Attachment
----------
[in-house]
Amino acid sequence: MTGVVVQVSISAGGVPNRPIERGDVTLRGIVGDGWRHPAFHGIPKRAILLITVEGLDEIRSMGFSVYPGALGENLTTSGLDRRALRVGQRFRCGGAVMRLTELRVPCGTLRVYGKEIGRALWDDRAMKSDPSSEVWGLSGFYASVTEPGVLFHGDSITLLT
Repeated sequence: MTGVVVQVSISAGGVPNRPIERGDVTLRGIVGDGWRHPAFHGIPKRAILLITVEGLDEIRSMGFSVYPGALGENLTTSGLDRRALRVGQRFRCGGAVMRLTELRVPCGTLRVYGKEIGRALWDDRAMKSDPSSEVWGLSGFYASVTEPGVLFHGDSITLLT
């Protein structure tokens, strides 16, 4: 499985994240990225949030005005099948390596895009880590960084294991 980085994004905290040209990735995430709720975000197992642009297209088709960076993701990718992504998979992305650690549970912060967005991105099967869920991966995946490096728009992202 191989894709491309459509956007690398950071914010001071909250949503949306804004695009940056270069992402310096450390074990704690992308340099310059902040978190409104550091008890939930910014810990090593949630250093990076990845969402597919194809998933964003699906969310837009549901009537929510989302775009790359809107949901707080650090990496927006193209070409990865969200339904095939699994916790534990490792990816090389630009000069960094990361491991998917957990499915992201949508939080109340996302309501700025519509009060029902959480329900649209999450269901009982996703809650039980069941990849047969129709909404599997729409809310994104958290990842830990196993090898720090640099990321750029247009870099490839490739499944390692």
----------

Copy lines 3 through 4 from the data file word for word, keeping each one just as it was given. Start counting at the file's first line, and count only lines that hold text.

Repeated sequence: MTGVVVQVSISAGGVPNRPIERGDVTLRGIVGDGWRHPAFHGIPKRAILLITVEGLDEIRSMGFSVYPGALGENLTTSGLDRRALRVGQRFRCGGAVMRLTELRVPCGTLRVYGKEIGRALWDDRAMKSDPSSEVWGLSGFYASVTEPGVLFHGDSITLLT
């Protein structure tokens, strides 16, 4: 499985994240990225949030005005099948390596895009880590960084294991 980085994004905290040209990735995430709720975000197992642009297209088709960076993701990718992504998979992305650690549970912060967005991105099967869920991966995946490096728009992202 191989894709491309459509956007690398950071914010001071909250949503949306804004695009940056270069992402310096450390074990704690992308340099310059902040978190409104550091008890939930910014810990090593949630250093990076990845969402597919194809998933964003699906969310837009549901009537929510989302775009790359809107949901707080650090990496927006193209070409990865969200339904095939699994916790534990490792990816090389630009000069960094990361491991998917957990499915992201949508939080109340996302309501700025519509009060029902959480329900649209999450269901009982996703809650039980069941990849047969129709909404599997729409809310994104958290990842830990196993090898720090640099990321750029247009870099490839490739499944390692």